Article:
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Beinn Heasgarnich: A hard-won Munro summit

Written by Fiona

March 10 2015

Beinn Heasgarnich has a Gaelic meaning: “The peaceful or sheltering mountain.” I heard this description after Sunday’s hike to the top of the Munro and guffawed at the irony.


The fact that Mega Munroamer Tansy and I even made it to the base of the Munro, let alone the summit, still seems quite amazing. The day we hiked Heasgarnich, it was far from peaceful or sheltering!

This is the run up to the day of Munro bagging. Over the course of the previous week the weather forecast changed from:

  • Looking ok for winter…
  • To… Truly awful with 90pmh gusts of wind and almost constant rain
  • To… It’s really pretty good for the time of year.

During the week my plans also changed from:

  • Not going near the mountains in such bad weather
  • To… Maybe I will see if there is someone to walk with, such as Mega Munroamer, if the weather turns out to be ok
  • To… The G-Force deciding to come too because he would not be ski touring
  • To… Let’s take on those two Munros near Killin that MM has not yet walked
  • To… the G-Force being too unwell to walk or ski
  • To… MM and me setting out on our own from near Killin beneath a beautiful blue sky on a bright winter’s morning.

MM had travelled from Aberdeenshire via Fort William the night before while I journeyed up from Glasgow early on the Sunday morning.

MM has only a handful of Munros left to walk and Beinn Heasgarnich and the neighbouring Creag Mhor are on her final hit list.

On WalkHighlands the Munro pairing is described as one of the more challenging routes in this part of the Highlands. And because the weather forecast suggested “changeable” at best we agreed to set out and see what happened.

We decided that if it became too windy and wet higher up we would turn back. We hoped we might bag both summits but if we reached just one that would be a “good day out”.

Being women we agreed, nodded, deferred, discussed, chatted and just got on with the hike.

We could see the changing weather coming in.

We could see the changing weather coming in.

I learned a lot during this Munro hike

Women CAN read maps and navigate.

Women discuss and plan route finding and navigation together (as compared to men who tend to navigate themselves and let others follow). I am generalising but I do find that two women are more inclusive and discursive than men when map reading.

Women do not push ahead without asking their friend if they are comfortable with that.

Women can be strong-minded and when the going gets tough they encourage each other along.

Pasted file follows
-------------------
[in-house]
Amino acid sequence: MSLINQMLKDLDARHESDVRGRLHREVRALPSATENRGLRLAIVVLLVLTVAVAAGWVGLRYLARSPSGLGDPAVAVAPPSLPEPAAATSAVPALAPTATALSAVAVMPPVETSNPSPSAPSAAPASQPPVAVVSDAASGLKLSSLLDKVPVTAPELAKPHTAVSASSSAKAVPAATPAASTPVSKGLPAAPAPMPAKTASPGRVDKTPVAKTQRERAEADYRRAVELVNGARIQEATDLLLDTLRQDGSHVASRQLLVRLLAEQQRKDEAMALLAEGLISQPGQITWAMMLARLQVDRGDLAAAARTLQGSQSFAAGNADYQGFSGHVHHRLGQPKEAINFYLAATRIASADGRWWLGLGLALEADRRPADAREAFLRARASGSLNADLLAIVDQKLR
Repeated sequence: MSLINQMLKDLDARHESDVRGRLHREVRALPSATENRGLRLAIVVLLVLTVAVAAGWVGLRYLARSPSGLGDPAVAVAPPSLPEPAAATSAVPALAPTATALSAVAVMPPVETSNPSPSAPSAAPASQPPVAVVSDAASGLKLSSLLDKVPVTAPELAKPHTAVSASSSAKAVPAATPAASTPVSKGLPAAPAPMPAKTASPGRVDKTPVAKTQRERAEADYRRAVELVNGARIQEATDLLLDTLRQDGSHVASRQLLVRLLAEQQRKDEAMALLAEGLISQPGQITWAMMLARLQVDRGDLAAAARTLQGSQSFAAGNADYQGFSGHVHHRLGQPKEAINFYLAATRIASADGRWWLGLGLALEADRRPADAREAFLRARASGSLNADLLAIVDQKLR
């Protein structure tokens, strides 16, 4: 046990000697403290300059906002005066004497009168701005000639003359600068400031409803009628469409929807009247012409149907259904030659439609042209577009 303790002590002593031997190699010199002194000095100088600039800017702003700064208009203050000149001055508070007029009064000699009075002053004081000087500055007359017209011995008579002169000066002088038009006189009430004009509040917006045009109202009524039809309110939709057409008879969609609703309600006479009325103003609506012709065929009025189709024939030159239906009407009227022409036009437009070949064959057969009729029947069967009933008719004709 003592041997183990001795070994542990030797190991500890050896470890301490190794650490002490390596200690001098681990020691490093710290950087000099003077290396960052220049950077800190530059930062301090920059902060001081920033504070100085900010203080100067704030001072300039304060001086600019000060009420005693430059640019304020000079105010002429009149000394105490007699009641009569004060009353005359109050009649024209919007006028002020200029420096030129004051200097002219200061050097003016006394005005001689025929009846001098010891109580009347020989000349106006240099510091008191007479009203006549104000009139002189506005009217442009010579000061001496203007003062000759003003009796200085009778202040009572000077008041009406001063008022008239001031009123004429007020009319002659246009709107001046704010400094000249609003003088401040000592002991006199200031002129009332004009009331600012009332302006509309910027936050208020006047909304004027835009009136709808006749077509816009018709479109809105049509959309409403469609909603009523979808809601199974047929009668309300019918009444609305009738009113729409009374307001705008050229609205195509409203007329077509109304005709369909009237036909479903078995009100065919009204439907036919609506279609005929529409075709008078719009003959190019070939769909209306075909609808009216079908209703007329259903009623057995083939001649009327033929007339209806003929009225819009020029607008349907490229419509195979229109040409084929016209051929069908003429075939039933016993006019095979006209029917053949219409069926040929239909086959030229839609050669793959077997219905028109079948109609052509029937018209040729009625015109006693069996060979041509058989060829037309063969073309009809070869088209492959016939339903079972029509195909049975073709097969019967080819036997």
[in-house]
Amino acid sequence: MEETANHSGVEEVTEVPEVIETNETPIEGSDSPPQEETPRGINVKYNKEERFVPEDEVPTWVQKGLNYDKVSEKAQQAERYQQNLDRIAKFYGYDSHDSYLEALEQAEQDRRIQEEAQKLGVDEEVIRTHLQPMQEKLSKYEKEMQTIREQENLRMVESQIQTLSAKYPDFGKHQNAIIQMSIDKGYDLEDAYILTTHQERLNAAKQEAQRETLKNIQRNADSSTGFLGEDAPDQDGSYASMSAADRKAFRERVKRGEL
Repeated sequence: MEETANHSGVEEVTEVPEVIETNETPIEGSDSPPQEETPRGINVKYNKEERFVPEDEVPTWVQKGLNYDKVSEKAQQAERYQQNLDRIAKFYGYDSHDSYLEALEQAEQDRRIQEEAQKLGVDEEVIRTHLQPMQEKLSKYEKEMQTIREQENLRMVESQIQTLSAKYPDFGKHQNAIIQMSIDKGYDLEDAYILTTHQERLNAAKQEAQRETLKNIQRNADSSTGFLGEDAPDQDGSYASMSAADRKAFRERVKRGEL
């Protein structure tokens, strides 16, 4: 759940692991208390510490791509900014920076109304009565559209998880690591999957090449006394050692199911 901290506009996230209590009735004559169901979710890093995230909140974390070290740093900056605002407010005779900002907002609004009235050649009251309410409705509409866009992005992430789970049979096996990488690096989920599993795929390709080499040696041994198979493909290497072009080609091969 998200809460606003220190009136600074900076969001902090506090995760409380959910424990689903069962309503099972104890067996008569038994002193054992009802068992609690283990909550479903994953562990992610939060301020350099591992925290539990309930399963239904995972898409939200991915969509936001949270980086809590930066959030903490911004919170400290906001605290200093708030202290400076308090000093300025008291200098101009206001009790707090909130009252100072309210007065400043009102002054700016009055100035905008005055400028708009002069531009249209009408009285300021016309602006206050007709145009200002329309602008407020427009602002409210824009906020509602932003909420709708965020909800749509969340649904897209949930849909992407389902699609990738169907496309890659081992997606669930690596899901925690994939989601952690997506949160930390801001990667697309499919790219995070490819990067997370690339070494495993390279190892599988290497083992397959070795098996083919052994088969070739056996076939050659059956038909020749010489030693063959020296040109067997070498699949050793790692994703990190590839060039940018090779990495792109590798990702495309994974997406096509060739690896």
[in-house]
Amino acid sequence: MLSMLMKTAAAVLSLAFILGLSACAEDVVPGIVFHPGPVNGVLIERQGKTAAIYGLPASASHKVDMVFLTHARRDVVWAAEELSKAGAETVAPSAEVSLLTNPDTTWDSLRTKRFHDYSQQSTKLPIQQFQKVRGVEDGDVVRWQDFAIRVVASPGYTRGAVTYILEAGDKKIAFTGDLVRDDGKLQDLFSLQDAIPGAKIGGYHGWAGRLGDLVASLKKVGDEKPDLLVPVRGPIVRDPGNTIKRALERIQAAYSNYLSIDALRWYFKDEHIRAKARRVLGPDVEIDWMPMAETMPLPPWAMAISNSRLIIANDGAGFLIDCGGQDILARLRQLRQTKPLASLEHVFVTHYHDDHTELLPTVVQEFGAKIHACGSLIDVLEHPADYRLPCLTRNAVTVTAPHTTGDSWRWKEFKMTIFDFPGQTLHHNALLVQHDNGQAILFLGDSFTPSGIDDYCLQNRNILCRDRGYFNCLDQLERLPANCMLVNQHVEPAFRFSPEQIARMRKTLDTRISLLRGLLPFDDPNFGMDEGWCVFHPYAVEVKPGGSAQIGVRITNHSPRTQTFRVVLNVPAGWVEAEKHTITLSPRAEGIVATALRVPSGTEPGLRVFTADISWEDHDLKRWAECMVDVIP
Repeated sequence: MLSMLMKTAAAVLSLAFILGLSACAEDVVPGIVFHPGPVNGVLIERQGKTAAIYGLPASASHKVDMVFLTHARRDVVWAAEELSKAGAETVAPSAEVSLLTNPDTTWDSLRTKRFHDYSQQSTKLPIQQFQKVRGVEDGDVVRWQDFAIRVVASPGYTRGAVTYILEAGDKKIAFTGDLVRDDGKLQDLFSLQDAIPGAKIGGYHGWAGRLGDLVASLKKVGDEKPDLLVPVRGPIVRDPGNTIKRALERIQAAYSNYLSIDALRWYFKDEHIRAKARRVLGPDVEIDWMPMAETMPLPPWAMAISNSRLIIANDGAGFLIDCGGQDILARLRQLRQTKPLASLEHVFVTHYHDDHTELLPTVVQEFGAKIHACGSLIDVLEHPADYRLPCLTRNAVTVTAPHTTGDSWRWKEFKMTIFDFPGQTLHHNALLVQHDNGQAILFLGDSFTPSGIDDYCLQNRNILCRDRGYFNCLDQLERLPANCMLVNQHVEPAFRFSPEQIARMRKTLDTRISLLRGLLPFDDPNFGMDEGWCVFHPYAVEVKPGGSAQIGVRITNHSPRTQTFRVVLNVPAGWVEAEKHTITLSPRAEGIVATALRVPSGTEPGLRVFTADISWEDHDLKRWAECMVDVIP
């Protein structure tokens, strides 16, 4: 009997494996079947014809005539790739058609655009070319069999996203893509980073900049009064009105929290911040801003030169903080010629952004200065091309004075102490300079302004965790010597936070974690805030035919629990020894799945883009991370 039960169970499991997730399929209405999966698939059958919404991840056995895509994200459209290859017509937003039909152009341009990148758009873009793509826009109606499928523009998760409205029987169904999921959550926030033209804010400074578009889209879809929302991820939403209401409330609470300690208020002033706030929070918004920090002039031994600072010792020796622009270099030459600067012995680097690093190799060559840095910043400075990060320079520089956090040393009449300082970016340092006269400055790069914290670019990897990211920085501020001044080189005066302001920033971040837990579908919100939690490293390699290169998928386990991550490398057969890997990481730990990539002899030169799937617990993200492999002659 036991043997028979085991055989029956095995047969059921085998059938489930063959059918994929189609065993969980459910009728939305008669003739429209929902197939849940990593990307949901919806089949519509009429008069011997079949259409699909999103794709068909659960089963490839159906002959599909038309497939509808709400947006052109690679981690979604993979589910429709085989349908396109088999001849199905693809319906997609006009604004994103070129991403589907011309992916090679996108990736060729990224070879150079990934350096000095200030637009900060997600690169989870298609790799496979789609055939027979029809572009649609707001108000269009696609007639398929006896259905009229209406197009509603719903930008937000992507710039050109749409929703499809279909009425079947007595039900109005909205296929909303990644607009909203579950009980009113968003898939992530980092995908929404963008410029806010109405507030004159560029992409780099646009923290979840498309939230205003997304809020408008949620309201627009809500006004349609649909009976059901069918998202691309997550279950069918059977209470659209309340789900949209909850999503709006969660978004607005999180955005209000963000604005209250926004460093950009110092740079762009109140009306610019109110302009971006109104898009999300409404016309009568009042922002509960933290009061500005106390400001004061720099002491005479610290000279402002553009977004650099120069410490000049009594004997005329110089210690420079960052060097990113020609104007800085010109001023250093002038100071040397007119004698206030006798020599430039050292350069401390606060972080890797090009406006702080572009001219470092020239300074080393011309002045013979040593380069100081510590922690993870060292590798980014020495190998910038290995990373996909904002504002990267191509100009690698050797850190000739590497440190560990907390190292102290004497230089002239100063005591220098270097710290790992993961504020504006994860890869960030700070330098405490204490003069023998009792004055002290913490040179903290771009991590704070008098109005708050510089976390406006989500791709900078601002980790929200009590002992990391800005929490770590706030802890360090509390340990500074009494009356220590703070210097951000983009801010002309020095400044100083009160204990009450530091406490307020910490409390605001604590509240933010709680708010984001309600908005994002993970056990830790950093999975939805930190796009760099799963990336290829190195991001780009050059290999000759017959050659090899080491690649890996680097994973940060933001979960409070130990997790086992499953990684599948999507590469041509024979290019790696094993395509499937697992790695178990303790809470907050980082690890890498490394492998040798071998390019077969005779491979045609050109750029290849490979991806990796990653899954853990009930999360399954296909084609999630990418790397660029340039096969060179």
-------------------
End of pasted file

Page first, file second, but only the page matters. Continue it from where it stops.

Women chat when walking. A lot. MM and I put our lives and the world to rights over the seven or so hours that we were hiking.

Even if the weather looks promising, this being Scotland, it can suddenly change. On Sunday the weather changed almost every 10 minutes from blue sky and sunshine to wind and rain to sleet and white-out to blue sky and again and again.

The first path up the hill is not always the one to take.


Having a Garmin GPS hiking gadget – and being able to transfer grid references to a map – is important when trying to work out where you are in a snowstorm.

Being able to adjust your route according to conditions and on a compass bearing map are greats skill.

Experience is important, especially if the conditions are variable. I have walked more than 200 mountains and Tansy is closing in on her first round of 282 Munros. Both of us know we can cope in high winds, white outs, on steep ascents and in locations where there is only a map and compass to follow and not a path and signposts.

Look what this snowfield hides.

Look what this snowfield hides.

It’s right to be cautious of winter snowfields. From a distance the snowfields looked walkable but close up we could se that many bridged rivers and ravines. If we had walked on top of these we may have risked falling through the snow.

Holes and cracks in the snowfield.

Holes and cracks in the snowfield.

Knowing where the greatest avalanche risks were that day was important. And being able to work out the steepness and therefore the avalanche risk of a large snowfield is utterly vital.

I appear to be strong, even if I am quite light. In high winds I am able to push on even when the gusts are threatening to push me over. I have learned through experience what I can cope with physically and mentally.

Walking arm in arm with MM was sometimes the only way forward. To reach the summit we held on to each other to create a larger weight in the face of extreme gusts of wind.

Kneeling down on a snowfield in a total whiteout can be very scary. It was. But knowing that whatever decision you make, to go up or to go down, will be agreeable to your walking partner is comforting.

Stopping for a while to let the weather make up its mind can make all the difference. We waited a few minutes, until the white-out lifted, and there, above us and beneath a blue sky, we saw the summit some 500m away. It gave us huge hope when, just minutes before, we had felt alone and desperate.

We finally make it to the top through very strong winds.

We finally make it to the top through very strong winds.

Reaching the top of a hard-won mountain makes you feel very alive, especially when you are treated to a stunning clear panoramic view.

Knowing when to turn back for home is important. The neighbouring Munro Creag Mhor could be easily seen through the break in the clouds. But we knew we would run out of daylight and energy so we agreed to head back to the cars.


The walk out always seems longer than the walk in.

Firm friendships are created through challenging conditions. Thanks Mega Munroamer Tansy for being such a great hiking partner in such tricky conditions.

Hikes like these are the stuff of lifetime memories.

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